This website illustrates how Civil Engineers may make greater use of the Global Patent System to Promote Progress in their Field.
The American Founders included Patent Rights in the United States Constitution to Promote Progress.
Ex parte Reexamination
U.S. Patenting
      Either a patent owner or a patent challenger may file a request for Ex parte Reexamination, including a submission of information that raises a substantial new question of patentability (SNQP) regarding issued patent claims.  Ex parte reexamination remains one of the few post-issue USPTO procedures to remain largely intact following the patent system overhaul that occurred in the wake of the 2011 Leahy-Smith America Invents Act.    

     Even before Leahy-Smith, the USPTO had already been strictly scrutinizing Ex parte Reexamination requests, bouncing an increasing number of submissions for failing to meet the SNQP standard.  For patent owners wishing to use Ex parte reexamination to prepare their claims for enforcement, being denied a request for Ex parte reexamination for their own patent by the USPTO is usually a blessing, because by denying the request the USPTO is basically asserting that the patent claims are valid over the prior art (for example, see Supplemental Examination).    

     If the USPTO grants a request for Ex parte Reexamination, a proceeding ensues in which an Examiner from the Central Reexamination Unit of the USPTO may reject the claims in a first Office Action and a final Office Action based on the submitted prior art.  The patent owner responds to the Office Actions with arguments or amendments, or both.  If the Examiner issues a final Office Action including adverse findings, the patent owner must appeal the Examiner's decision to the Patent Trial and Appeal Board (PTAB).  Only the patent owner may appeal to the PTAB from Ex parte Reexamination.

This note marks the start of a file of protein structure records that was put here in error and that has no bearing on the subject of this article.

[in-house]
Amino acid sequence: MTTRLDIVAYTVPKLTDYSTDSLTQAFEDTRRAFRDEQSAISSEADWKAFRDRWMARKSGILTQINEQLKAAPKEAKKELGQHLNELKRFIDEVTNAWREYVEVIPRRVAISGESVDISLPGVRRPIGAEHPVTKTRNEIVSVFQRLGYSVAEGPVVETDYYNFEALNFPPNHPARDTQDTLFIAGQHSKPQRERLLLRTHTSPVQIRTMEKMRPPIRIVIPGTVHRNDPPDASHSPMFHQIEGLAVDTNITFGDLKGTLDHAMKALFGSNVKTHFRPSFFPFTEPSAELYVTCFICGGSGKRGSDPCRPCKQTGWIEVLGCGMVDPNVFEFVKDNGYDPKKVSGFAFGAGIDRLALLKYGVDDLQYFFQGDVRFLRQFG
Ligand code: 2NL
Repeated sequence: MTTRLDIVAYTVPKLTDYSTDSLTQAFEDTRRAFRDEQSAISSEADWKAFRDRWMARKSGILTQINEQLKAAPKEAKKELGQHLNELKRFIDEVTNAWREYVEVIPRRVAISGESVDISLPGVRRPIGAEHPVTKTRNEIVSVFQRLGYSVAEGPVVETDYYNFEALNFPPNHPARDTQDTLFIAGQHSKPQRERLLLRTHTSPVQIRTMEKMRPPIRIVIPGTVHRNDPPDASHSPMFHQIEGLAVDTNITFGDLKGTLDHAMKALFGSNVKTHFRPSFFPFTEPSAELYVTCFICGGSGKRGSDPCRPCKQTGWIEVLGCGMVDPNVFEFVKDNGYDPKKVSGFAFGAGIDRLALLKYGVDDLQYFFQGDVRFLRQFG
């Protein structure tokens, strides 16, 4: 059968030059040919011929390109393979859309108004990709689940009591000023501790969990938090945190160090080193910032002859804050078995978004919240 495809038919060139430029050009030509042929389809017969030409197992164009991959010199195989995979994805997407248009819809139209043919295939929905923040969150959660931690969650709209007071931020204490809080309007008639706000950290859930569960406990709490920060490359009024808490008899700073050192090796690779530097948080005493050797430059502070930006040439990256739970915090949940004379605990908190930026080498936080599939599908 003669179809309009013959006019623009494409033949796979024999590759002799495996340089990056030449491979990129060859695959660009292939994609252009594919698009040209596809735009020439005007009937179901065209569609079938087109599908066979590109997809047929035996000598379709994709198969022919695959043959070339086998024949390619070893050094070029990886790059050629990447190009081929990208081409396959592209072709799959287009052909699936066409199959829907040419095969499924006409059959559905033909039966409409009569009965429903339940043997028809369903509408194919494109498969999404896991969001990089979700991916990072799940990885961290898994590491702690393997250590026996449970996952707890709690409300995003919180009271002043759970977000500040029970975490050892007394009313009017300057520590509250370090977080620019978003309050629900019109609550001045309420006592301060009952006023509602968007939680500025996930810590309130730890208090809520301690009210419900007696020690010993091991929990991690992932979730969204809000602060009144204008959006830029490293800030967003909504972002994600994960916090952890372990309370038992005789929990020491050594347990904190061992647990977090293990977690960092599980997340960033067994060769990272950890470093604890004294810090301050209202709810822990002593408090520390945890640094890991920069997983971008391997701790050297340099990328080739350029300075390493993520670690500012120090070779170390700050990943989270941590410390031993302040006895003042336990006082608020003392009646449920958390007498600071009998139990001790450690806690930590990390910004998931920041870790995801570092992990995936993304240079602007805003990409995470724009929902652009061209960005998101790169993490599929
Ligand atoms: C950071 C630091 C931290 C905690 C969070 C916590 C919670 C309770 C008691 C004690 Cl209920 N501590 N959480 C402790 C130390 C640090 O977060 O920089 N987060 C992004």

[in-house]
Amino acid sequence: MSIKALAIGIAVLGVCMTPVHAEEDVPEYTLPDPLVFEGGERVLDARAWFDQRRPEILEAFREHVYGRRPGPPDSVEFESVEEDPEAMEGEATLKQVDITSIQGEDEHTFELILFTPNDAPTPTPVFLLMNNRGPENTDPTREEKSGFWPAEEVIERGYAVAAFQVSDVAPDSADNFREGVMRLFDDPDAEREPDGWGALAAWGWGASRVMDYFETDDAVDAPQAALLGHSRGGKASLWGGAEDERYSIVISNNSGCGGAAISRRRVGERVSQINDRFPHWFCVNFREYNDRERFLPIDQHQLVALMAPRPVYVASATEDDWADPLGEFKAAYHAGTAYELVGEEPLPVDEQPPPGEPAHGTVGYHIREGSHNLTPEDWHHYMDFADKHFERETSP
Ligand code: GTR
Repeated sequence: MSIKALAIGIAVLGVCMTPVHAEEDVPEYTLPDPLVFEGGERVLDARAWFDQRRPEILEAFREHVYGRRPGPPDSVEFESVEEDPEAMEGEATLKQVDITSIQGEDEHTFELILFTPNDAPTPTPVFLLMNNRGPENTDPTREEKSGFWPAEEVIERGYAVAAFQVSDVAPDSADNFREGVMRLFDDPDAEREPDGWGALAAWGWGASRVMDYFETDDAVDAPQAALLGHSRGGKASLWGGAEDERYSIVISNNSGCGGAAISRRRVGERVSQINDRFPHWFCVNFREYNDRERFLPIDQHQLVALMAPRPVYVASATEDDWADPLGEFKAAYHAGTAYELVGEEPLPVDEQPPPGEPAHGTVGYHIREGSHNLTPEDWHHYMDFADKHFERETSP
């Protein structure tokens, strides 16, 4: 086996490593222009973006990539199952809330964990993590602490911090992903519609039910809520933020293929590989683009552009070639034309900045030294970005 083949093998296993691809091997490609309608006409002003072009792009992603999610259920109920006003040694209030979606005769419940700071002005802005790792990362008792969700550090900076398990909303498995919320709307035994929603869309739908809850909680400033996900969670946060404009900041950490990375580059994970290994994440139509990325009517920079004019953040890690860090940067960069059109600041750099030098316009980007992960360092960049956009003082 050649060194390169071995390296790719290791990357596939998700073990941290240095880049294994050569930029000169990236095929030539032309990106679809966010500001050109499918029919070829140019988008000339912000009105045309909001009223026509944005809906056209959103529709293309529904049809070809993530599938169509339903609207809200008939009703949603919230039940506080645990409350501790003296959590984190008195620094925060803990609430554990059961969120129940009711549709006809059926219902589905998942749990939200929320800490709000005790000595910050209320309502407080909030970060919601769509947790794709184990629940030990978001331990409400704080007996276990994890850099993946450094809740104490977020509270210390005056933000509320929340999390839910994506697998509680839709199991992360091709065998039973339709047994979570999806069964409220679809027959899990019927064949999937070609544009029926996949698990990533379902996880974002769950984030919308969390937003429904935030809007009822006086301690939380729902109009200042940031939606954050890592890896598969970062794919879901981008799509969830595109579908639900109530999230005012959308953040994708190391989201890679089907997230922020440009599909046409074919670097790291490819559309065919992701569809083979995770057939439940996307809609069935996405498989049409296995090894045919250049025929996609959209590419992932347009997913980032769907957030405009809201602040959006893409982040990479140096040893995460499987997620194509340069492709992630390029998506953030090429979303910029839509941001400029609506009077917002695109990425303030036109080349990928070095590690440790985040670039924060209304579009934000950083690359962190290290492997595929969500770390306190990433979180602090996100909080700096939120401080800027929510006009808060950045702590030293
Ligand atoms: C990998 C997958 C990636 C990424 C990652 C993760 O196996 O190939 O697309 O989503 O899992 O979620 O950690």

Although Ex parte Reexamination offers some advantages to patent challengers as compared to inter partes proceedings such as Post-Grant Review and Inter partes Review, including being able to submit the Ex parte Reexamination request anonymously, many patent challengers disfavor Ex parte Reexamination.  The patent laws severely limit participation by third party requestors in Ex parte Reexamination, which often leads to a favorable result for patent owners because they have flexibility in amending the claims and persuading Examiners to allow the claims over the submitted prior art.  Also, although Ex parte Reexamination does not technically carry the significant estoppel of Post-Grant Review and Inter partes Review, a patent owner's success in Ex parte Reexamination could blunt the effectiveness of the submitted information for future invalidity attacks by the challenger on that patent (as in Third Party Pre-Issuance Submissions).  Also, although the USPTO charges less for Ex parte Reexamination than for Post-Grant Review and Inter partes Review, the Office still charges a significant fee of $12,000 to conduct Ex parte Reexamination.
Tappan Zee Bridge in New York
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